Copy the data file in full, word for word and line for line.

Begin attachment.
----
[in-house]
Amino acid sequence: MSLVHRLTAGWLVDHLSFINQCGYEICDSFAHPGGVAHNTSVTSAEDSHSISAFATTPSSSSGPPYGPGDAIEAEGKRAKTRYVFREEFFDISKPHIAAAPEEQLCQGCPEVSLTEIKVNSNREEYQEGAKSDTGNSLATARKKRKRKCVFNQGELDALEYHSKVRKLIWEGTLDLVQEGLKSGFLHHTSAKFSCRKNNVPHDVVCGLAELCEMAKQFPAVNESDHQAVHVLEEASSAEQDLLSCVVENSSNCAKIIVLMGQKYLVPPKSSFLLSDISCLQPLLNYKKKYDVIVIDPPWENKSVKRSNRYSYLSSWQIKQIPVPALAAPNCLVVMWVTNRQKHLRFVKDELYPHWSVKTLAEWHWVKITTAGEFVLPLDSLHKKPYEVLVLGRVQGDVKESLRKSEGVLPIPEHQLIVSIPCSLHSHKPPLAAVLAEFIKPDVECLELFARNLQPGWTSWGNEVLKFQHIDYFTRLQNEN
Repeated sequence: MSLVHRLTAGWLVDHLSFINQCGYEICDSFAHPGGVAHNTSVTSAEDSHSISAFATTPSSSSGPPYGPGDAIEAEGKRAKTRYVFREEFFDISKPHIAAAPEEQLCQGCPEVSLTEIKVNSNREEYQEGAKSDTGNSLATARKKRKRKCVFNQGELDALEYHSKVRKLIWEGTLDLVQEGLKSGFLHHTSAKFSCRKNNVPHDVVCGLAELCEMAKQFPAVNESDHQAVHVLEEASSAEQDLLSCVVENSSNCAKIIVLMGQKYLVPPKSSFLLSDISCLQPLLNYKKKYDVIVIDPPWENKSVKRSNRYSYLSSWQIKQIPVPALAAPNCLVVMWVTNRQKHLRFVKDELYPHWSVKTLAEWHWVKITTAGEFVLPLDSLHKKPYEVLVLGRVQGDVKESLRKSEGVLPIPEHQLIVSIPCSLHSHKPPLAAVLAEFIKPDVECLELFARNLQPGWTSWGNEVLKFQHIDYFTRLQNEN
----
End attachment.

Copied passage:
[in-house]
Amino acid sequence: MSLVHRLTAGWLVDHLSFINQCGYEICDSFAHPGGVAHNTSVTSAEDSHSISAFATTPSSSSGPPYGPGDAIEAEGKRAKTRYVFREEFFDISKPHIAAAPEEQLCQGCPEVSLTEIKVNSNREEYQEGAKSDTGNSLATARKKRKRKCVFNQGELDALEYHSKVRKLIWEGTLDLVQEGLKSGFLHHTSAKFSCRKNNVPHDVVCGLAELCEMAKQFPAVNESDHQAVHVLEEASSAEQDLLSCVVENSSNCAKIIVLMGQKYLVPPKSSFLLSDISCLQPLLNYKKKYDVIVIDPPWENKSVKRSNRYSYLSSWQIKQIPVPALAAPNCLVVMWVTNRQKHLRFVKDELYPHWSVKTLAEWHWVKITTAGEFVLPLDSLHKKPYEVLVLGRVQGDVKESLRKSEGVLPIPEHQLIVSIPCSLHSHKPPLAAVLAEFIKPDVECLELFARNLQPGWTSWGNEVLKFQHIDYFTRLQNEN
Repeated sequence: MSLVHRLTAGWLVDHLSFINQCGYEICDSFAHPGGVAHNTSVTSAEDSHSISAFATTPSSSSGPPYGPGDAIEAEGKRAKTRYVFREEFFDISKPHIAAAPEEQLCQGCPEVSLTEIKVNSNREEYQEGAKSDTGNSLATARKKRKRKCVFNQGELDALEYHSKVRKLIWEGTLDLVQEGLKSGFLHHTSAKFSCRKNNVPHDVVCGLAELCEMAKQFPAVNESDHQAVHVLEEASSAEQDLLSCVVENSSNCAKIIVLMGQKYLVPPKSSFLLSDISCLQPLLNYKKKYDVIVIDPPWENKSVKRSNRYSYLSSWQIKQIPVPALAAPNCLVVMWVTNRQKHLRFVKDELYPHWSVKTLAEWHWVKITTAGEFVLPLDSLHKKPYEVLVLGRVQGDVKESLRKSEGVLPIPEHQLIVSIPCSLHSHKPPLAAVLAEFIKPDVECLELFARNLQPGWTSWGNEVLKFQHIDYFTRLQNEN